In the midst of the largest spontaneous democratic movement Britain has seen for decades, one of the great disappointments has been watching the newspapers of record read by the liberal and left-liberal intelligentsia lining up with the forces of reaction and conservatism.
Jeremy Corbyn – a modest and plain-spoken Labour MP from north London – has drawn literally hundreds of thousands of people to rallies, with many of them joining the Labour Party for the first time (the Labour membership hasn’t been this high since the early 1950s). And yet outlets like the New Statesman and The Guardian, disappointingly, continue to insist he represents a kind of faddish radicalism, enabled by Labour’s recent election defeat and, perhaps more so, by uninformed youthful naivety and idealism.
While conservative outlets outright dismiss Corbyn as a dangerous red, many writers at The Guardian, New Statesman, and others have opted for a much more patronizing tone – “We all love our fun, but let’s get real kids”, etc. I think all observers of democratic politics should take note here: When establishment politicians, writers, and journalists say they want to build big and inclusive political parties, they usually don’t mean it. What they want is a membership docile enough to swallow the party triangulation du jour and active enough to be conscripted into canvassing and giving money at election time.
I was born in 1989, and I’ve only ever experienced a socialist politics filtered through the lens of history. Studying it has largely been an act of retrieval, especially in Britain where the traditions of working class solidarity and social democracy were quite actively suppressed by the Thatcherite duopoly of New Labour and the Tories. Despite a few decent manifesto planks and some soft egalitarian gestures, the Labour Party largely campaigned in the recent general election within a framework created by the Conservatives – committing itself to austerity and spending cuts, embracing nativist rhetoric around immigration, and trying to outflank the Tories on welfare policy by promising to get “tough” on claimants.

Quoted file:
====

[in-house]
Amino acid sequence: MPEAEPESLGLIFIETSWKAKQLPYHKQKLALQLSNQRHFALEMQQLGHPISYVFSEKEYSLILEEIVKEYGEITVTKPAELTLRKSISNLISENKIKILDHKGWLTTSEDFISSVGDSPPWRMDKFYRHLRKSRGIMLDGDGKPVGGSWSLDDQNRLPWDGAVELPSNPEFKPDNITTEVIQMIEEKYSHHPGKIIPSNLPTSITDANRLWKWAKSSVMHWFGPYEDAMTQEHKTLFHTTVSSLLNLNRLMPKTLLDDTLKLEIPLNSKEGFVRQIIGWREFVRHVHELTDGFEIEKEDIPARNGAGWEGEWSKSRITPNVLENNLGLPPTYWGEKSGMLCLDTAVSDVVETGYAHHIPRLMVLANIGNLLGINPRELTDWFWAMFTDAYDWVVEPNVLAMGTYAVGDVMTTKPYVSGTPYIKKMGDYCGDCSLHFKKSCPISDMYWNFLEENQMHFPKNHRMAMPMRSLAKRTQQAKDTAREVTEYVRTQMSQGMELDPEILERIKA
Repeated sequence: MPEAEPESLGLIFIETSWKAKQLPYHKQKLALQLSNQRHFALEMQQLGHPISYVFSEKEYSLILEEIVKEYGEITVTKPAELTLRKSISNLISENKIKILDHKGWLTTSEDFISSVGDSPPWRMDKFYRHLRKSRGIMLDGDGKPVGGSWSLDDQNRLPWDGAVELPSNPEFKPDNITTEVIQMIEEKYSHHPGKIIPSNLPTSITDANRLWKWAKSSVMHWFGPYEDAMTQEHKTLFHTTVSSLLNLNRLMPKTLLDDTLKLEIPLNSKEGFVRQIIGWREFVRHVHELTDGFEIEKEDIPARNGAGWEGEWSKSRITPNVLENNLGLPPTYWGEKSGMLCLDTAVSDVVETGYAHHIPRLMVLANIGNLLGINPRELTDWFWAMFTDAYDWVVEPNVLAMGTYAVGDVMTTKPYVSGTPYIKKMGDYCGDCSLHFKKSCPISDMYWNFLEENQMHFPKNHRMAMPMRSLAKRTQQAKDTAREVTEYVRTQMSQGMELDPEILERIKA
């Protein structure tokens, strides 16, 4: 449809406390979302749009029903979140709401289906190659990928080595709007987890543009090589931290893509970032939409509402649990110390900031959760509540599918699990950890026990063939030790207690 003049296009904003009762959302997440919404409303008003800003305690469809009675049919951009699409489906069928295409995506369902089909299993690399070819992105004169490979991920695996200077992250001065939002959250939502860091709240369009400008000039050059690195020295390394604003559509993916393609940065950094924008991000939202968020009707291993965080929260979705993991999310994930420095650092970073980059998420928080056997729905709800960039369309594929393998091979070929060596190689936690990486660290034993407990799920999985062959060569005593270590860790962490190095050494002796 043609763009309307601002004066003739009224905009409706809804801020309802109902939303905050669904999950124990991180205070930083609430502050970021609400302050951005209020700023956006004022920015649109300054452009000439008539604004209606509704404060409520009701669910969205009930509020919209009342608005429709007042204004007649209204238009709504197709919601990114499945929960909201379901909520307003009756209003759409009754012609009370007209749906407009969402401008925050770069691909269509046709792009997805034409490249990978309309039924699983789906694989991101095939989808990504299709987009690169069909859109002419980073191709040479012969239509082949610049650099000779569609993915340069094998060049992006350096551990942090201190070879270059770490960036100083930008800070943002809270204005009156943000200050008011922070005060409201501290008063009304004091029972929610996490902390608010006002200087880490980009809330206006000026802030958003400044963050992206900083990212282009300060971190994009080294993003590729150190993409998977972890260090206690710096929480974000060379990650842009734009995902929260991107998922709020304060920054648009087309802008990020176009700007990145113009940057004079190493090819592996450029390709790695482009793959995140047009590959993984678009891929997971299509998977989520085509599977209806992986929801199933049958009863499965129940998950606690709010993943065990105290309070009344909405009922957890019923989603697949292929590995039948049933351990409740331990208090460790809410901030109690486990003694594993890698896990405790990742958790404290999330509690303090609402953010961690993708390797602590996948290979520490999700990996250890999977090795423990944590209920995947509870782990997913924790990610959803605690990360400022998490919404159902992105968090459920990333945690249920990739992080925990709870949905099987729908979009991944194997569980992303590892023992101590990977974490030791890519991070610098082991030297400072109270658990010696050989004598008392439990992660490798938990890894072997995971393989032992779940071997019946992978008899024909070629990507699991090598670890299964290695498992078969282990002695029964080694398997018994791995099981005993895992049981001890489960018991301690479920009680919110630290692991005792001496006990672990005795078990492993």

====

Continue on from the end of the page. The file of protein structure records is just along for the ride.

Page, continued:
In the weeks following the vote, the Labour frontbench even moved to support a Conservative motion to cap welfare benefits for families with children, apparently as an incentive to stop the poor from breeding any further. Of the four candidates in Labour’s leadership race, only one opposed the measure.
Jeremy Corbyn is the first Labour politician in a generation who appears serious about trying to build an egalitarian Britain. The support and enthusiasm he’s generated, particularly from the young, isn’t about naiveté – it’s about hope, something in chronic short supply for people born in the past three decades.
Rather than trying to embrace, understand, or even seriously engage with this impulse, the self-appointed cultural guardians of equality and social justice in the metropolitan media have opted, overwhelmingly, to downplay and delegitimize his support and declare a Corbyn-led Labour Party to be “unelectable”.
This is nonsense. That the anti-Corbyn forces can’t even settle on a single candidate betrays their ideological incoherence and panic. That they can only greet this spontaneous outburst of democratic energy with shrill insouciance only proves that Jeremy Corbyn and his supporters are right – and that a Corbyn-led Labour Party is sorely and desperately needed.